Michael Moore is intelligent, funny, and an excellent public speaker. He is obviously (demonstrably) passionate about his beliefs and puts across his point lucidly and with a large degree of verve.
So I guess it’s time to pin my colours to the mast and all that. I’m a leftie. Not far left as I’ve never really identified with any type of extremism, in fact I’m probably around left of centre (Suzanne Vega wasn’t it?). I do have a reactional right-wing side to me but it is just that, short-term, reactionist, and not really how I feel.
Anyway, back to Moore. He is on a book tour, but didn’t read anything from his book (despite picking it up, flicking through some pages before discarding it). He talked mainly about the War in Iraq, the decisions behind it, and ‘challenged’ us to provide an answer to the question of what Tony Blair gained from the war? He prefaced a lot of ideas using humour but was quick to remind us of the reality behind the politics. He took the opportunity, on Remebrance Day, to read out the names of the 53 British soldiers who have died in the Iraqi conflict. Punctuating each name with the word DEAD, it was moving, evocative and very poignant.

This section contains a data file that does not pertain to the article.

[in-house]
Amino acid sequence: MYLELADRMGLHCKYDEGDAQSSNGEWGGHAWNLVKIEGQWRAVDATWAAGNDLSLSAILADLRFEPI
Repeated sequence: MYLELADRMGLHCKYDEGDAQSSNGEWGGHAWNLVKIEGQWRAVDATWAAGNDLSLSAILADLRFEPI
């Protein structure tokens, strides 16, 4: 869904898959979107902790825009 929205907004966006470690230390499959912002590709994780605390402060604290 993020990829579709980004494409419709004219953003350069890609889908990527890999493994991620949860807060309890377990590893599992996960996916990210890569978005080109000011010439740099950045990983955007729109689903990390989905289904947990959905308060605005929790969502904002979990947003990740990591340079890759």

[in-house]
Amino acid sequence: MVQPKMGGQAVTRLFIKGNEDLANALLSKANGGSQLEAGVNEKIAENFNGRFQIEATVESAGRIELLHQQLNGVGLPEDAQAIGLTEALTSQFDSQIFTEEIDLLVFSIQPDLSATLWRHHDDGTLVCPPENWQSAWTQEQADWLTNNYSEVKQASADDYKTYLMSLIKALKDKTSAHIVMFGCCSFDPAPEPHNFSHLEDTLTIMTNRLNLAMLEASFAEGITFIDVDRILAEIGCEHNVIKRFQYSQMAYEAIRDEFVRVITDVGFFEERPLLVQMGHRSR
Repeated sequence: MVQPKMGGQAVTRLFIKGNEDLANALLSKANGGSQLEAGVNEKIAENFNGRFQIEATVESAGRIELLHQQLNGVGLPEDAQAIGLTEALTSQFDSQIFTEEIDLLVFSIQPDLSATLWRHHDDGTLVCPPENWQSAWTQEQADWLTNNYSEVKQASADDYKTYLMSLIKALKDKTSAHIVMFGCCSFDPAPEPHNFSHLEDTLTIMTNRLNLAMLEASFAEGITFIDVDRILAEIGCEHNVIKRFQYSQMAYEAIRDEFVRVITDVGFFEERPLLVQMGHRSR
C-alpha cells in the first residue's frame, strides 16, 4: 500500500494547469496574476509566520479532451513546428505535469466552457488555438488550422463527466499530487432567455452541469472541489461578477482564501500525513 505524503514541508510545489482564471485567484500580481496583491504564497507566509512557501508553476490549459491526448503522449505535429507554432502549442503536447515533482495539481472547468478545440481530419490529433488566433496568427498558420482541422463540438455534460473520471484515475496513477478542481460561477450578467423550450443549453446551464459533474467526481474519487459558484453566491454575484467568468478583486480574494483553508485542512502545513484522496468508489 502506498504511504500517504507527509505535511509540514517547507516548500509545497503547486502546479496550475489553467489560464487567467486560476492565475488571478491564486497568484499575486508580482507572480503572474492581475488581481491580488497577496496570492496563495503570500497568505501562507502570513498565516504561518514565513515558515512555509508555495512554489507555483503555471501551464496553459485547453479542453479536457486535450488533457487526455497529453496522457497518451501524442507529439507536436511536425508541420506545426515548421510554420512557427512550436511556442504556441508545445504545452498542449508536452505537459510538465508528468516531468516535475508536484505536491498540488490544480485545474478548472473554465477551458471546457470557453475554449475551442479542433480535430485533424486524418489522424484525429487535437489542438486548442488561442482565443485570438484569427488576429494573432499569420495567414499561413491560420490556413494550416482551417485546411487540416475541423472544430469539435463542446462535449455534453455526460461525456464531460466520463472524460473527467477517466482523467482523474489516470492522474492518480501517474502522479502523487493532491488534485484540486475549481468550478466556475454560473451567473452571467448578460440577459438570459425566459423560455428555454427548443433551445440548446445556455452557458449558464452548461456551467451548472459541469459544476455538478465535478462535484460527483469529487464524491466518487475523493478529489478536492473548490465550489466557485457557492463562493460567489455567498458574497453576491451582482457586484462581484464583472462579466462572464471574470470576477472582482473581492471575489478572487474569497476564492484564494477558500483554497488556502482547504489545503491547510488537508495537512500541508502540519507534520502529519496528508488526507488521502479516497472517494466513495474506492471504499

I agree with his principles, as I’m sure most of you do as he speaks with a common sense liberal attitude, pro-environment, pro-choice, anti-Bush, it’s an easy hand to play, particularly in these politicallty correct times. In fact this sense of ‘being seen to do the right thing’ was a definite undercurrent, and (although I’ve never been to one) I’m guessing the whole experience was akin to being at a political rally. It’s a captive audience, already in agreement with the majority of the speakers viewpoints, and willing to be lead on others. Liberalism through suggestion? Hardly, the audience is obviously aware of the realities of the world they live in, but there was a hint of exclusivity about the whole thing.
In fact it’s easy to see how, with a few extensions of character and ideals, extremist movements come about.
Take one charismatic speaker, able to emote his ideas and appeal to the masses, one set of ideals that are easily put forward, add a twist of supremism and you aren’t too far away from a certain man named Adolf.
OK, not that close, but you get my point. I hope…
So all in all, an enjoyable, thought provoking and some what sobering evening. But not surprising, and I think that was the biggest disappointment for me. Ultimately, whilst I admire and support his views, and for once in my life may get off my middle-class fat arse to demonstrate against George W.Bush in Glasgow next week, it wasn’t anything new. But maybe that’s his point. It’s not new. It’s been going on for years.